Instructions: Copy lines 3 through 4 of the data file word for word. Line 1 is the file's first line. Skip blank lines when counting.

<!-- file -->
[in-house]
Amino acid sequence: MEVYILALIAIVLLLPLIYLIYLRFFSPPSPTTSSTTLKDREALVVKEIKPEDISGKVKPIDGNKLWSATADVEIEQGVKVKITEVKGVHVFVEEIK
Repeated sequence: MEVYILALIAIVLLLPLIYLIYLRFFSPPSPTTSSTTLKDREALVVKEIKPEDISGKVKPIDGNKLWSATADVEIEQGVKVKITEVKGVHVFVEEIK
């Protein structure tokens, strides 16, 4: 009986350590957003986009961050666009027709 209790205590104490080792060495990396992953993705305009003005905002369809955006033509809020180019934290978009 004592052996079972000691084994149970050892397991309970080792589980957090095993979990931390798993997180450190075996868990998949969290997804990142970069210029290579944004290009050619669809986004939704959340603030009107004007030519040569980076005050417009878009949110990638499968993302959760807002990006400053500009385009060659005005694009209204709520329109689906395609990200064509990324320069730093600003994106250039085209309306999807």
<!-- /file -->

Repeated sequence: MEVYILALIAIVLLLPLIYLIYLRFFSPPSPTTSSTTLKDREALVVKEIKPEDISGKVKPIDGNKLWSATADVEIEQGVKVKITEVKGVHVFVEEIK
């Protein structure tokens, strides 16, 4: 009986350590957003986009961050666009027709 209790205590104490080792060495990396992953993705305009003005905002369809955006033509809020180019934290978009 004592052996079972000691084994149970050892397991309970080792589980957090095993979990931390798993997180450190075996868990998949969290997804990142970069210029290579944004290009050619669809986004939704959340603030009107004007030519040569980076005050417009878009949110990638499968993302959760807002990006400053500009385009060659005005694009209204709520329109689906395609990200064509990324320069730093600003994106250039085209309306999807």